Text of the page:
Janis Martin "The Blanco Sessions" (Cow Island Music, 2012)
(Produced by Rosie Flores & Bobby Trimble)

Let's hear it for social media: A Kickstarter campaign brought this album to fruition, a sizzling set of bluesy rockabilly from 'Fifties firebrand Janis Martin, one of the wildest rockabilly singers of the original rock'n'roll era, who passed away in 2007, just months after completing these sessions. She was an old lady then, but also a total badass who threw herself into the songs, and infused them with vigor and soul. Backing her were several stalwarts of the Americana-indie scene, including guitarist Dave Biller (ripping it up on classic 'billy riffs), pianist T. Jarrod Bonta, and drummer/producer Bobby Trimble, who drove the band hard. Martin sounds great -- she's got a gruff granny voice, but the kind of granny voice you'd expect from a truck driver or the world's sweetest linebacker, with plenty of expressiveness and power. Joining her on a tune or two are hillbilly fillies Rosie Flores and Kelly Willis, who compliment Martin while never stealing focus from her powerful performances. If you loved Janis Martin's old stuff, you'll want to pick this up too: you'll really dig it.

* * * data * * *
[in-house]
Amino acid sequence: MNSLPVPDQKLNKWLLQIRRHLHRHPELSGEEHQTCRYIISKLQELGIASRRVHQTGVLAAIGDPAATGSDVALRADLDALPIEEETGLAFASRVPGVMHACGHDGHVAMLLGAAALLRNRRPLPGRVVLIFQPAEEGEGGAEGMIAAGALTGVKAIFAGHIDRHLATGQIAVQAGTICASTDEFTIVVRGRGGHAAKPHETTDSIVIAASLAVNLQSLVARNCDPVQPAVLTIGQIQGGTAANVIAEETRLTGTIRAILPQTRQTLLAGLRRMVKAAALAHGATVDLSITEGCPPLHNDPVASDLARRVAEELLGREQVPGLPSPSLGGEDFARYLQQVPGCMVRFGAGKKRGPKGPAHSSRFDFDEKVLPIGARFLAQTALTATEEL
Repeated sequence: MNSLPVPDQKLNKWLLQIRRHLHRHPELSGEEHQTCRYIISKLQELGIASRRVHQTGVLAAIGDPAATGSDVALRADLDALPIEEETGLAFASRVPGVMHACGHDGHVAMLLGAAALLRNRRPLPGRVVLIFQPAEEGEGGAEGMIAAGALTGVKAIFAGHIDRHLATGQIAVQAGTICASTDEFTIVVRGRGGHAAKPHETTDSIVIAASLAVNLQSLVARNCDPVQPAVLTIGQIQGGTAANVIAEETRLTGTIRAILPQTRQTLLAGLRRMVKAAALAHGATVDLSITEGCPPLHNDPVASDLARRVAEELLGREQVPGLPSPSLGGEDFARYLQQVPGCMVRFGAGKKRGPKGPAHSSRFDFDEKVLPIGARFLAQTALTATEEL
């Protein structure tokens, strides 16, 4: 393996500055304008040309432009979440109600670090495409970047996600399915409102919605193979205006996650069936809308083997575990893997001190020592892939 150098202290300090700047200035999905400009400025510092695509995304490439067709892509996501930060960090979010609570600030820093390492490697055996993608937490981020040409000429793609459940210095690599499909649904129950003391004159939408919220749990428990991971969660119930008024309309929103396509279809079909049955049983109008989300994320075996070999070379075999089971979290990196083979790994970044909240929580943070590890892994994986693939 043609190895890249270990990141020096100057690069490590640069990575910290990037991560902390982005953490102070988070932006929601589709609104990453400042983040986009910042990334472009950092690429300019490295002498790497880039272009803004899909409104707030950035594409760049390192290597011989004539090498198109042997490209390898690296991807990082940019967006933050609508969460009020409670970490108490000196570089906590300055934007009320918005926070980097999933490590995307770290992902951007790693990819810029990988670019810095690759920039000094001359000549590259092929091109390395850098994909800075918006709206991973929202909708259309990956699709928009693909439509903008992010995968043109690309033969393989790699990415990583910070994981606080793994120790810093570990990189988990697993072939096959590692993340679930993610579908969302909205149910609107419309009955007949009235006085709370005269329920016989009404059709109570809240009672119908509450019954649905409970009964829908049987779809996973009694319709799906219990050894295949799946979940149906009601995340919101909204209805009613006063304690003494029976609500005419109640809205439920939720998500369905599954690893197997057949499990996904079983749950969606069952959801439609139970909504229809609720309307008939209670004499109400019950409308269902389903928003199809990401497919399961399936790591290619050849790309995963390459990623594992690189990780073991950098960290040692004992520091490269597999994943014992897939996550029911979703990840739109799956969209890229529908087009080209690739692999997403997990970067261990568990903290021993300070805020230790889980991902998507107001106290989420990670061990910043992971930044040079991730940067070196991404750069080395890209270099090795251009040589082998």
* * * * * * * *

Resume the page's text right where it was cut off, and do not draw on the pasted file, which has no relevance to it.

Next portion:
Kathy Mattea "Calling Me Home" (Sugar Hill, 2012)
(Produced by Gary Paczosa & Kathy Mattea)

A moody, mournful mix of country and quiet folk, a lushly arranged set of songs exploring the history and culture of Appalachia, with songs by Jean Ritchie, Hazel Dickens and Alice Gerrard, bluegrasser Laurie Lewis and labor activist Si Kahn. Kathy Mattea picks up where her 2008 album "Coal" left off, digging deeper and delves into the poetic soul of the mountains and forest lands. She's backed by several top tier bluegrass artists -- Stuart Duncan, Tim O'Brien, Randy Kohrs, Bryan Sutton and others, with harmony vocals from Emmylou Harris, Alison Krauss, Patty Loveless and Aoife O'Donnell (the Harris-Loveless-Mattea trio on "Black Waters" is not to be missed!) The dignity of the Eastern mountains and the people who live there is brought into modern times... Mattea's fans, particularly who liked the "Coal" album, will definitely want to check this out.

Bobby Osborne "New Bluegrass & Old Heartaches" (Rural Rhythm, 2012)
(Produced by Glen Duncan, Bobby Osborne & Bobby Osborne Jr.)